Apple Files Patent for Thinner, Stronger Notebook Design

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Date: Friday, May 18th, 2007, 11:12
Category: News

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A December, 2006 patent submitted to the United States Patent and Trademark Office offers a view of what Apple may have in mind for its future notebooks.
While the trend has historically been to make laptops lighter, companies know this is a trade off in terms of durability.
“Unfortunately, increased weight may lead to user dissatisfaction, and bowing may damage the internal parts of the portable computer,” the company wrote in the filing, as covered on AppleInsider.
Additionally, an increased need to electromagnetic shielding has also made designs that much bulkier. In the patent, Apple proposes the idea of an enclosure using at least two uniqe parts to form a single composite structure held together with structural glue as well as the idea of a two-part enclosure being electrically bonded together to form a conductive surface that would both shield the device as well as allow electricity to pass through it. This technique, if viable, would allow manufacturers to build small enclosures around tightly spaced sets of components as opposed to using pre-formed casings or heavy fasteners to perform the same task.
According to an example given within the patent, the glue used to join two components could shift between two states; a liquid state to create a bond and a solid state to hold the structure together. This would allow for multiple parts to be placed in desired positions throughout the device.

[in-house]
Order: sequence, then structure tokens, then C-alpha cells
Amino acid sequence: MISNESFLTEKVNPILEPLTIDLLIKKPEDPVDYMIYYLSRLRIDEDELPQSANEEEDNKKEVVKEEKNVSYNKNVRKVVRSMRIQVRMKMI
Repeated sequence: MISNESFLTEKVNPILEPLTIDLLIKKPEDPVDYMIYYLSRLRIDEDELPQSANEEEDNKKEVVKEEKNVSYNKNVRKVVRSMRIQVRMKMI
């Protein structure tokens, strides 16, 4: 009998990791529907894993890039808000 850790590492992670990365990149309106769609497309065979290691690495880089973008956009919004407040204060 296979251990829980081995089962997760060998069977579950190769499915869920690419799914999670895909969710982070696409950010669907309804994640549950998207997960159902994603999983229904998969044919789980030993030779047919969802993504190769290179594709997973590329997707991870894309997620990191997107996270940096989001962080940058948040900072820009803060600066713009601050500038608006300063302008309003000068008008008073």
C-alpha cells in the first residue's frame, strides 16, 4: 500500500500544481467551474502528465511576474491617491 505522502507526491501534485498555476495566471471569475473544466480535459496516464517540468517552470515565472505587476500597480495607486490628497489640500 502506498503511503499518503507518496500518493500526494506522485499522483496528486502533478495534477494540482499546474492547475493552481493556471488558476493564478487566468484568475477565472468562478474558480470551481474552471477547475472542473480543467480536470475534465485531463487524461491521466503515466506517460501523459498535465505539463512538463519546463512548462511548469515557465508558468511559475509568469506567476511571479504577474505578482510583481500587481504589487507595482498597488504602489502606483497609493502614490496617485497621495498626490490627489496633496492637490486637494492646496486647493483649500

For the aforementioned electrical bond, the patent describes a system in which a conductive bridge is electrically bonded to a segment of the conductive layer and to a portion of the laptop’s top plate. The conductive bridge would act as a singular electrical structure and allow current to pass through it while acting as a shield.
The patent is currently credited to Michael Kriege, Dan Hong, John DiFonzo, Stephen Zadesky, David Lynch, David Lundgren, and Nick Merz.


fruitlogo1.jpg
A December, 2006 patent submitted to the United States Patent and Trademark Office offers a view of what Apple may have in mind for its future notebooks.
While the trend has historically been to make laptops lighter, companies know this is a trade off in terms of durability.
“Unfortunately, increased weight may lead to user dissatisfaction, and bowing may damage the internal parts of the portable computer,” the company wrote in the filing, as covered on AppleInsider.
Additionally, an increased need to electromagnetic shielding has also made designs that much bulkier. In the patent, Apple proposes the idea of an enclosure using at least two uniqe parts to form a single composite structure held together with structural glue as well as the idea of a two-part enclosure being electrically bonded together to form a conductive surface that would both shield the device as well as allow electricity to pass through it. This technique, if viable, would allow manufacturers to build small enclosures around tightly spaced sets of components as opposed to using pre-formed casings or heavy fasteners to perform the same task.
According to an example given within the patent, the glue used to join two components could shift between two states; a liquid state to create a bond and a solid state to hold the structure together. This would allow for multiple parts to be placed in desired positions throughout the device.
For the aforementioned electrical bond, the patent describes a system in which a conductive bridge is electrically bonded to a segment of the conductive layer and to a portion of the laptop’s top plate. The conductive bridge would act as a singular electrical structure and allow current to pass through it while acting as a shield.
The patent is currently credited to Michael Kriege, Dan Hong, John DiFonzo, Stephen Zadesky, David Lynch, David Lundgren, and Nick Merz.

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